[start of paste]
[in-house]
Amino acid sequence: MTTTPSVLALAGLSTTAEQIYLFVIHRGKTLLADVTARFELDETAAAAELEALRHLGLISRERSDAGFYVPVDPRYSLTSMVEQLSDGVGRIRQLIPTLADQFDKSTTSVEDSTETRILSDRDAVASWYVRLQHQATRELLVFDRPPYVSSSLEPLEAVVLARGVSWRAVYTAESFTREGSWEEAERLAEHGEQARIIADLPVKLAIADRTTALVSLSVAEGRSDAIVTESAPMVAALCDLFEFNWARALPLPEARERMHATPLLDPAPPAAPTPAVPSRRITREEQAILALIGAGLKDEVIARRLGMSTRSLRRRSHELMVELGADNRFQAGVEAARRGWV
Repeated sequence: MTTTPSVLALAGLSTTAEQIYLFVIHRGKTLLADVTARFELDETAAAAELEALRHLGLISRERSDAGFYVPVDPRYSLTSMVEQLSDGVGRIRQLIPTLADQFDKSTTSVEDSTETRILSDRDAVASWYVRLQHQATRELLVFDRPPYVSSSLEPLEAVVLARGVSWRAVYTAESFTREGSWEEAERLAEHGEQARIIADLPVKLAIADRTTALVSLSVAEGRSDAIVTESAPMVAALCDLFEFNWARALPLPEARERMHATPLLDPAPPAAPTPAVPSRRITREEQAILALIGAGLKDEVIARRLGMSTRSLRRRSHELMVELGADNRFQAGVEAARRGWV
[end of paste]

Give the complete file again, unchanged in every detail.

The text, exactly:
[in-house]
Amino acid sequence: MTTTPSVLALAGLSTTAEQIYLFVIHRGKTLLADVTARFELDETAAAAELEALRHLGLISRERSDAGFYVPVDPRYSLTSMVEQLSDGVGRIRQLIPTLADQFDKSTTSVEDSTETRILSDRDAVASWYVRLQHQATRELLVFDRPPYVSSSLEPLEAVVLARGVSWRAVYTAESFTREGSWEEAERLAEHGEQARIIADLPVKLAIADRTTALVSLSVAEGRSDAIVTESAPMVAALCDLFEFNWARALPLPEARERMHATPLLDPAPPAAPTPAVPSRRITREEQAILALIGAGLKDEVIARRLGMSTRSLRRRSHELMVELGADNRFQAGVEAARRGWV
Repeated sequence: MTTTPSVLALAGLSTTAEQIYLFVIHRGKTLLADVTARFELDETAAAAELEALRHLGLISRERSDAGFYVPVDPRYSLTSMVEQLSDGVGRIRQLIPTLADQFDKSTTSVEDSTETRILSDRDAVASWYVRLQHQATRELLVFDRPPYVSSSLEPLEAVVLARGVSWRAVYTAESFTREGSWEEAERLAEHGEQARIIADLPVKLAIADRTTALVSLSVAEGRSDAIVTESAPMVAALCDLFEFNWARALPLPEARERMHATPLLDPAPPAAPTPAVPSRRITREEQAILALIGAGLKDEVIARRLGMSTRSLRRRSHELMVELGADNRFQAGVEAARRGWV